California is destroying an industry that working families and job creators desperately need. 

Insurance companies are now fleeing the state, driven away by the strangling red tape of government bureaucracy. Will this alarming trend spur other states to foster competition and innovation, or will they follow in California’s footsteps, leaving citizens grappling with dwindling options and skyrocketing prices?

This question urgently needs to be answered now that the nation’s largest property insurer, State Farm, has announced it will no longer sell home-insurance policies in California. The late May decision follows a similar call by insurance giant GEICO, which closed all sales centers in the state last year. 

Experts have shown how insurance companies have been “quietly fleeing” the state for years. This is a crisis of the state’s own creation, with its consequences borne disproportionately by families and small businesses.

I say this as the CEO of insurance and real estate companies. I also moved my business out of California several years ago, largely because the state makes it harder to serve customers. I firmly believe that State Farm had no choice but to leave California. If it had stayed, it would have been regulated to death.

This reality is implicit in the company’s announcement. State Farm lays the blame at the foot of “increases in construction costs outpacing inflation, rapidly growing catastrophe exposure, and a challenging reinsurance market.” 

These are real problems, but any insurance company can simply price them into their policies. What can’t be priced is government control and over-regulation. That’s what’s really driving State Farm out of California.

Consider what State Farm has gone through in the past few years. In light of soaring costs, it recently tried to raise the price of fire insurance. Instead, the state forced the company to cut rates. That’s a quick way to drive companies out of business, since they can’t make enough money to cover payments to people who file claims. This is Economics 101, which apparently doesn’t get taught in California classrooms.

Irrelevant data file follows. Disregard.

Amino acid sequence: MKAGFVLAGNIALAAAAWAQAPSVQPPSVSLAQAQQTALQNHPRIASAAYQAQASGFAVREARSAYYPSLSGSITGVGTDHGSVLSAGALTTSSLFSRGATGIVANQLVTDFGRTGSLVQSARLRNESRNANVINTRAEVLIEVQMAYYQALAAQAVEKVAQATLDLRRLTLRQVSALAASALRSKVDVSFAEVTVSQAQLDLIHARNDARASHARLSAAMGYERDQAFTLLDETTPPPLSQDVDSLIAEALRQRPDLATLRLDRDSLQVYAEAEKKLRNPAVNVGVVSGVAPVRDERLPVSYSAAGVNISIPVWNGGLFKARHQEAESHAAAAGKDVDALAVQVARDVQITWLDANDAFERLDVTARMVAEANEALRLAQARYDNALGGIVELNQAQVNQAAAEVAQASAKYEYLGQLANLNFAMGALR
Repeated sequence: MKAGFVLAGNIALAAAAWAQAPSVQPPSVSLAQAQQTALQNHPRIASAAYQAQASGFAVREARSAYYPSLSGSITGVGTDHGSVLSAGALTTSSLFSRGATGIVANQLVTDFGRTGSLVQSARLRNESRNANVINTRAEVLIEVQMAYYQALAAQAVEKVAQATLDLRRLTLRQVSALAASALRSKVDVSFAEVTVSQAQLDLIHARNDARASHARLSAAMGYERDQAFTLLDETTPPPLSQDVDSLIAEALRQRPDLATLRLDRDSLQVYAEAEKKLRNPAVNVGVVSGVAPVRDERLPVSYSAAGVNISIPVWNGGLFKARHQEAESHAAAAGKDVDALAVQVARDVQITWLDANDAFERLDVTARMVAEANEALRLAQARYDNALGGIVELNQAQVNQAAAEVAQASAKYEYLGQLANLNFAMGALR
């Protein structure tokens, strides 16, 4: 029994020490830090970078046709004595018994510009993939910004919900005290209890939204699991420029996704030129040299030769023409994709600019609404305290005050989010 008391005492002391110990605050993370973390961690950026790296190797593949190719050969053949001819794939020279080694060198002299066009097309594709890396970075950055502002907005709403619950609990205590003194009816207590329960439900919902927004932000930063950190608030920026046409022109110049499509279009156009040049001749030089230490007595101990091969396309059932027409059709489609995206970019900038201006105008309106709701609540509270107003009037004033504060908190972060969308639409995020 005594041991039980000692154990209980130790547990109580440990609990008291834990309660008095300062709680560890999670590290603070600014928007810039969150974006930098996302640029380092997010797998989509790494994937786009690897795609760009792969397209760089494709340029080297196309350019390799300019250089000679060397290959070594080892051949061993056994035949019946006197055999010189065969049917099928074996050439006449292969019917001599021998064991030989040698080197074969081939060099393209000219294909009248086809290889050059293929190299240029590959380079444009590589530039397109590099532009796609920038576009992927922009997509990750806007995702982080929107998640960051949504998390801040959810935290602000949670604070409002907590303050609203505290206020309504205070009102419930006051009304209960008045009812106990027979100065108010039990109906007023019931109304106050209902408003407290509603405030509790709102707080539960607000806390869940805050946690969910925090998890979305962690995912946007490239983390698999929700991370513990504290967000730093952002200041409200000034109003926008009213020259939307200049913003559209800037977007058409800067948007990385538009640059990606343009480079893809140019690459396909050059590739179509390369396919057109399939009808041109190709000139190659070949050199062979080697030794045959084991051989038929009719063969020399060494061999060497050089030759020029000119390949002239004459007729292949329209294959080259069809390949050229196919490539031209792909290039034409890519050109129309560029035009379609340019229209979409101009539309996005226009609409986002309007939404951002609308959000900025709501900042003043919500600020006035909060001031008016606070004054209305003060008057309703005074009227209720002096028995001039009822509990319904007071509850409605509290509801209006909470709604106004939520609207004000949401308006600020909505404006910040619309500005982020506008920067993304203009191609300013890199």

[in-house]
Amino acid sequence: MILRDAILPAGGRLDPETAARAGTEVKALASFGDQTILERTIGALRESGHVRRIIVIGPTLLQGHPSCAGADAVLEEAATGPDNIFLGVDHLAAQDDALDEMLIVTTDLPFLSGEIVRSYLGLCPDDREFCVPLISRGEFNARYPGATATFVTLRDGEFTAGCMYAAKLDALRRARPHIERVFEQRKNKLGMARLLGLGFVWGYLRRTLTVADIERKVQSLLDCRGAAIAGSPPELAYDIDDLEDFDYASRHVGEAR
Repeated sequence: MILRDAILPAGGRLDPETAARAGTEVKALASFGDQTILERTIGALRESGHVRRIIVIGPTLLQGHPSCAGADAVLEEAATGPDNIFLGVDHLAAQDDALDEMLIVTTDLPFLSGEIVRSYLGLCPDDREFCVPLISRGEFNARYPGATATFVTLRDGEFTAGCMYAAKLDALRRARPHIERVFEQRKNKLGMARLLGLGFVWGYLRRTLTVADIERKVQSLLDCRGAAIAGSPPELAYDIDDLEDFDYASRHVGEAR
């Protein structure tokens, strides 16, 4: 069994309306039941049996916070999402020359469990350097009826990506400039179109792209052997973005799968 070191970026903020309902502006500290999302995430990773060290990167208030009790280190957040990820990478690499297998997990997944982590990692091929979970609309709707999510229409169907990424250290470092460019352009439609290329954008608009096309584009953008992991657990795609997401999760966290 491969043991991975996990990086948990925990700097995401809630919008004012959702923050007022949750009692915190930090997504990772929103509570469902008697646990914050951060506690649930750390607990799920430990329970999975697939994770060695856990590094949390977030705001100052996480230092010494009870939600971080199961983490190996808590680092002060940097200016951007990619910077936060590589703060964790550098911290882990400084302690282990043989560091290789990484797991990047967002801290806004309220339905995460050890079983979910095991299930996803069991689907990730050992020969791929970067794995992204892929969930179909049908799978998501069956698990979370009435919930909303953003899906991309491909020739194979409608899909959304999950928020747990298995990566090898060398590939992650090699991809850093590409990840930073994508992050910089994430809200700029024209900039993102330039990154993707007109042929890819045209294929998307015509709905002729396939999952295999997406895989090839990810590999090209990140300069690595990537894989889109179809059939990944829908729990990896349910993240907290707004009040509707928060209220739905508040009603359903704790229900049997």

This example highlights the reams of red tape squeezing insurance companies from every side. The California Department of Insurance is wildly powerful, essentially deciding what policies companies sell, what price they charge, and their day-to-day operations. At that point, a company isn’t really a company. It’s an arm of the state.

The government is also responsible for the soaring costs that State Farm noted. Wildfires are so destructive because the state hasn’t given enough funding to thin out forests – the number-one thing experts say the state should do to stop fires. 

And when it comes to home prices, California makes them more expensive by mandating that new homes include things like solar panels, which cost $20,000 or more. That helps explain why California home prices are more than twice as expensive as the national average.

Is climate change a piece of the puzzle? Maybe. But California’s economic climate is ultimately what’s killing companies and leaving families in the lurch. In its zeal to crack down on insurance companies, the state is actually cracking down on the everyday people who need insurance for their homes, their cars, and their health. 

Working families will suffer the most from this government-driven exodus, yet they’re receiving the least attention.

And the situation could get even worse. Think about what happens when insurance companies pull out of a state. There’s less competition, which means prices will rise even higher. Families and job creators are now set to pay even more for their insurance. And since California continues to control the insurance market and over-regulate companies, more and more are going to leave.

Think what that means. Not only is the state in a death spiral of higher prices, but it could soon reach a place where home insurance is impossible to find. At that point, everyone will have to turn to the state’s famously bare-bones home-insurance plan. Lawmakers will be forced to raised taxes even higher, yet just like homelessness, gas prices and everything else in California, the crisis will only get worse.

California is finding this out the hard way. But other states don’t have to, and neither does Washington, D.C. Elected officials should be doing everything in their power to keep competition high and costs low. That means taking a light touch with mandates and avoiding the heavy hand of government. As California proves, the heavier that hand gets, the more it hurts the very people it’s supposed to help.

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